The Risk of Slowing Down

I heard a story on NPR’s Morning Edition this week, Around The World In … A Lot Of Steps, about Paul Salopek’s walk around the globe, 21,000 miles “from Africa to the Middle East, across Asia, down through Alaska and all the way to Tierra del Fuego,” following the path of human migration. It’s quite inspiring.

unlikelypilgrimagecoverAt the same time, I am reading The Unlikely Pilgrimage of Harold Fry (2012), by by Rachel Joyce, about a 65-year-old man who spontaneously begins walking from the south of England to a hospice in Northumberland where a friend lies dying, as a way to save her (or himself, as it turns out). It takes him about 3 months and during that time he takes an inward meandering path as well, learning and relearning and letting go, and knowing and being bewildered, not knowing.

Both of these are stories of walking long distances, moving slowly through landscape, dealing with what comes up — in Salopek’s case: deserts, horizons and distances that are misleading, frightened women with knives, war; and in the fictional Harold Fry’s case: traffic, blisters, pilgrims who quarrel and misunderstand,  dogs who want to follow — and seeing in detail all that surrounds them.

boragebloomclose20Oct2013
borage bloom

And this slow, sensory focus that walking over time affords, along with the obstacles, is what reminds me of the garden, of being in and with the garden day after day, year after year, whether a new garden or one we’ve lived with for decades, because even an old garden changes all the time, because the natural world is nothing if not change: birth, growth, decay, death, rebirth. The climate changes. Dawn turns to mid-day, dusk, night. Rainfall varies. Plants throw out seeds or their seeds are carried and they soon show up unexpectedly in another place. Bloom colours fade, then sometimes brighten after a rain.  Birds interbreed and are ever more confusing to identify. Some years the deer eat everything and some years they don’t.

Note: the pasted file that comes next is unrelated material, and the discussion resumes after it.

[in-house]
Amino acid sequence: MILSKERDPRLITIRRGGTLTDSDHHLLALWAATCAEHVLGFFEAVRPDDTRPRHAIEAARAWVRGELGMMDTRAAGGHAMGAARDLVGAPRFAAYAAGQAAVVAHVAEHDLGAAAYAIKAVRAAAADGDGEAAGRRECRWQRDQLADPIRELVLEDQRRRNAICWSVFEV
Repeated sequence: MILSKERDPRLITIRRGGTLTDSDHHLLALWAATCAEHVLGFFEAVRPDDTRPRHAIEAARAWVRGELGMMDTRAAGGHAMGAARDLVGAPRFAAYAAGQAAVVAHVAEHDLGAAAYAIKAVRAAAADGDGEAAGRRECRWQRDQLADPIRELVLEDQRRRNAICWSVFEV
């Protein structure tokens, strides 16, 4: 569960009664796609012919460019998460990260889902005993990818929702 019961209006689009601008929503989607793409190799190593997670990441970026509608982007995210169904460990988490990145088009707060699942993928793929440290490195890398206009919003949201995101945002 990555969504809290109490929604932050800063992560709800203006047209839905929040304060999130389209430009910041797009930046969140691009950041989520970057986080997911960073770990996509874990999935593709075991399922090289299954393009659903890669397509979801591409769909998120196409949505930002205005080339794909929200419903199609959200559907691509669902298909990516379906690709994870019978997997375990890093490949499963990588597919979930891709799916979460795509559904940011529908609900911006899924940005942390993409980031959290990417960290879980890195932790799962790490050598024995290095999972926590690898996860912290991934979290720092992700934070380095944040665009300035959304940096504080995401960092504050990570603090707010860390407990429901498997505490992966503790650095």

As I mentioned in the previous post on record-keeping, it’s the noticing that seems primary to me. Using our time on this earth to notice — see, hear, touch, smell, taste, sense, feel, perceive  — what is and what isn’t.

From Harold Fry:

“He must have driven this way countless times, and yet he had no memory of the scenery. He must have been so caught up in the day’s agenda, and arriving punctually at their destination, that the land beyond the car had been no more than a wash of one green, and a backdrop of one hill. Life was very different when you walked through it.”

From Salopek’s interview:

“There’s something about moving across the surface of the earth at 3 miles per hour that feels really good.”

Paul Graham (computer programmer and essayist) once said

“Surprises are things that you not only didn’t know, but that contradict things you thought you knew.”

nuthatchwithseedonfeeder5Nov2013
nuthatch

For me, time in the garden is a series of  slow-motion moments that lend themselves to surprise, that instant when something is revealed that was hidden, when my sense of “how things are” is shaken, when what I see or hear is not what I expect to see or hear (or feel, taste, touch). And in that moment there is the possibility of anything, of everything, because I am untethered and unknowing; I am awaiting and receptive. I’m awakened. It’s a precarious place of risk.

The surprise of noticing is a sign, I think, that there is a lot we don’t notice ordinarily, and that our expectations — what we expect to see — may be blinding us sometimes. In this age of information abundance, there is a lot we don’t know, or don’t know we know.

And, as Harold realises:  “There were times … when not knowing was the biggest truth, and you had to stay with that.”

springledgefieldvegetationkcc31Dec2012
Spring Ledge Farm border, Dec. 2012

The more I know of plants, animals, my gardens, the little bits of the natural world that I think I know anything about, the more I realise how not-knowing — the mystery of that bird to which we attach the name “nuthatch” or “black-capped chickadee,” the fundamental unknowableness and variety of plants like filipendula or penstemon or hosta, the primal sorcery that leads soil, water, and sun to make life — is the bigger truth. It’s like the permaculture principle “Use edges and value the margins:” not-knowing is always on the margins of knowing, and it’s along that boundary where the energy, the truth, the risk lies. Moving slowly is a good way to wake up to what is … if we dare.

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